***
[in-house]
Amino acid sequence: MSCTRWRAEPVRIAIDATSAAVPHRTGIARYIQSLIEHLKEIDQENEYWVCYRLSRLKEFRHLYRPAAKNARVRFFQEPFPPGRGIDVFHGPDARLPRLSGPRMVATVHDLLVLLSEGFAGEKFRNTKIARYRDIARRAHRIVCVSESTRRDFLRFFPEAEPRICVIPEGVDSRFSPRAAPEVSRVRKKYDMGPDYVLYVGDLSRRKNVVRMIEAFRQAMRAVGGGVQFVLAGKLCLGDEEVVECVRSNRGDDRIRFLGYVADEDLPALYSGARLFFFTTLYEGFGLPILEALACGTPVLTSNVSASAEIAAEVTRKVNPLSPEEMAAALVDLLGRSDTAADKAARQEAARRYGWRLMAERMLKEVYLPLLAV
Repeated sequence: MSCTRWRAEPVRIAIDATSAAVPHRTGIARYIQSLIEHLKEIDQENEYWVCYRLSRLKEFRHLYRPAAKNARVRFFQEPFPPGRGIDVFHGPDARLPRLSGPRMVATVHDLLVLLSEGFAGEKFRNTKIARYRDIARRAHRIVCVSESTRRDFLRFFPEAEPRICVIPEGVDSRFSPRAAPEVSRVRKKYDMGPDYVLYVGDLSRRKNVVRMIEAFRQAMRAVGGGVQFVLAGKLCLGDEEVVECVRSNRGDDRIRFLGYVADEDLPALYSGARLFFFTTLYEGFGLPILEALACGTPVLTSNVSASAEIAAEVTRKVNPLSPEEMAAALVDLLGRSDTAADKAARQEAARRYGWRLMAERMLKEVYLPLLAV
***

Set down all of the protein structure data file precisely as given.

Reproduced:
[in-house]
Amino acid sequence: MSCTRWRAEPVRIAIDATSAAVPHRTGIARYIQSLIEHLKEIDQENEYWVCYRLSRLKEFRHLYRPAAKNARVRFFQEPFPPGRGIDVFHGPDARLPRLSGPRMVATVHDLLVLLSEGFAGEKFRNTKIARYRDIARRAHRIVCVSESTRRDFLRFFPEAEPRICVIPEGVDSRFSPRAAPEVSRVRKKYDMGPDYVLYVGDLSRRKNVVRMIEAFRQAMRAVGGGVQFVLAGKLCLGDEEVVECVRSNRGDDRIRFLGYVADEDLPALYSGARLFFFTTLYEGFGLPILEALACGTPVLTSNVSASAEIAAEVTRKVNPLSPEEMAAALVDLLGRSDTAADKAARQEAARRYGWRLMAERMLKEVYLPLLAV
Repeated sequence: MSCTRWRAEPVRIAIDATSAAVPHRTGIARYIQSLIEHLKEIDQENEYWVCYRLSRLKEFRHLYRPAAKNARVRFFQEPFPPGRGIDVFHGPDARLPRLSGPRMVATVHDLLVLLSEGFAGEKFRNTKIARYRDIARRAHRIVCVSESTRRDFLRFFPEAEPRICVIPEGVDSRFSPRAAPEVSRVRKKYDMGPDYVLYVGDLSRRKNVVRMIEAFRQAMRAVGGGVQFVLAGKLCLGDEEVVECVRSNRGDDRIRFLGYVADEDLPALYSGARLFFFTTLYEGFGLPILEALACGTPVLTSNVSASAEIAAEVTRKVNPLSPEEMAAALVDLLGRSDTAADKAARQEAARRYGWRLMAERMLKEVYLPLLAV